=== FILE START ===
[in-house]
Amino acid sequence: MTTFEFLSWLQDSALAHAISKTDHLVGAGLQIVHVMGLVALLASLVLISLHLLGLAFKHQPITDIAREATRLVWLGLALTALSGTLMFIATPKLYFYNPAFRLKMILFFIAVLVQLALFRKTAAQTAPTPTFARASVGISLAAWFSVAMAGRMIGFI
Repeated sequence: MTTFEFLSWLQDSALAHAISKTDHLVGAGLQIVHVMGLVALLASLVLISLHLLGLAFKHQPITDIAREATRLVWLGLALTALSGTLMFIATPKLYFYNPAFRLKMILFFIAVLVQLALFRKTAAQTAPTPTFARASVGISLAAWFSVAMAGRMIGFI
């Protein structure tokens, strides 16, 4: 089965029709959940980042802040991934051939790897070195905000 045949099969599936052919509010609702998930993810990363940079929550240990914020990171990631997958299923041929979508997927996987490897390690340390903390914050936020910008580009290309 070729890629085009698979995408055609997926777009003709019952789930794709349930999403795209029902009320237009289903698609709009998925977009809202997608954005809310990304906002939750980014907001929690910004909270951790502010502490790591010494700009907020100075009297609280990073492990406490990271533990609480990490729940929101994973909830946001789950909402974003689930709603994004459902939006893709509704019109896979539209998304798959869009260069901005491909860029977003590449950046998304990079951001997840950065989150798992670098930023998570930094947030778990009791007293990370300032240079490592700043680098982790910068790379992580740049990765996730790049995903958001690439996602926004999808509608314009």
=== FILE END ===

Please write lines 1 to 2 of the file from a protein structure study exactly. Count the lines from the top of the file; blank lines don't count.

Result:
[in-house]
Amino acid sequence: MTTFEFLSWLQDSALAHAISKTDHLVGAGLQIVHVMGLVALLASLVLISLHLLGLAFKHQPITDIAREATRLVWLGLALTALSGTLMFIATPKLYFYNPAFRLKMILFFIAVLVQLALFRKTAAQTAPTPTFARASVGISLAAWFSVAMAGRMIGFI